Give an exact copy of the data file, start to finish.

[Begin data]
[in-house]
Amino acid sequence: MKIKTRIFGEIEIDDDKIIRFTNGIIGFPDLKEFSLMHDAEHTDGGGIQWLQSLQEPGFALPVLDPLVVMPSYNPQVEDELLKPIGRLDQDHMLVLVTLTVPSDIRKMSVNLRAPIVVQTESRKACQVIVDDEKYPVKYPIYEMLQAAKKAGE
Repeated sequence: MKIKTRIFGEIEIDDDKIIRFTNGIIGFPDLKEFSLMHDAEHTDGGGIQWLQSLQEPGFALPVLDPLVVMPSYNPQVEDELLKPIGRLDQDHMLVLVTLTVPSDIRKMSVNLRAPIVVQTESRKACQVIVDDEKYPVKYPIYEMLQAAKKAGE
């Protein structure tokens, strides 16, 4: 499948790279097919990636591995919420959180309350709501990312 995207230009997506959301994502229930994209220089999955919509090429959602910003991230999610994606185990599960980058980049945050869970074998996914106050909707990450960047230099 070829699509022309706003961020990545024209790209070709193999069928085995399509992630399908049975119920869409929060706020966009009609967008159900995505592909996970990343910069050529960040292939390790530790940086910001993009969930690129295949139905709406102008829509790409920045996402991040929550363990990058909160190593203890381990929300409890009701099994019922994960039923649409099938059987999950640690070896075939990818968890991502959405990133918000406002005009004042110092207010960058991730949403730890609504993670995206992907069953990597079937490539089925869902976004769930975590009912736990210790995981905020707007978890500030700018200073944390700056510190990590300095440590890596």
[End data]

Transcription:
[in-house]
Amino acid sequence: MKIKTRIFGEIEIDDDKIIRFTNGIIGFPDLKEFSLMHDAEHTDGGGIQWLQSLQEPGFALPVLDPLVVMPSYNPQVEDELLKPIGRLDQDHMLVLVTLTVPSDIRKMSVNLRAPIVVQTESRKACQVIVDDEKYPVKYPIYEMLQAAKKAGE
Repeated sequence: MKIKTRIFGEIEIDDDKIIRFTNGIIGFPDLKEFSLMHDAEHTDGGGIQWLQSLQEPGFALPVLDPLVVMPSYNPQVEDELLKPIGRLDQDHMLVLVTLTVPSDIRKMSVNLRAPIVVQTESRKACQVIVDDEKYPVKYPIYEMLQAAKKAGE
């Protein structure tokens, strides 16, 4: 499948790279097919990636591995919420959180309350709501990312 995207230009997506959301994502229930994209220089999955919509090429959602910003991230999610994606185990599960980058980049945050869970074998996914106050909707990450960047230099 070829699509022309706003961020990545024209790209070709193999069928085995399509992630399908049975119920869409929060706020966009009609967008159900995505592909996970990343910069050529960040292939390790530790940086910001993009969930690129295949139905709406102008829509790409920045996402991040929550363990990058909160190593203890381990929300409890009701099994019922994960039923649409099938059987999950640690070896075939990818968890991502959405990133918000406002005009004042110092207010960058991730949403730890609504993670995206992907069953990597079937490539089925869902976004769930975590009912736990210790995981905020707007978890500030700018200073944390700056510190990590300095440590890596």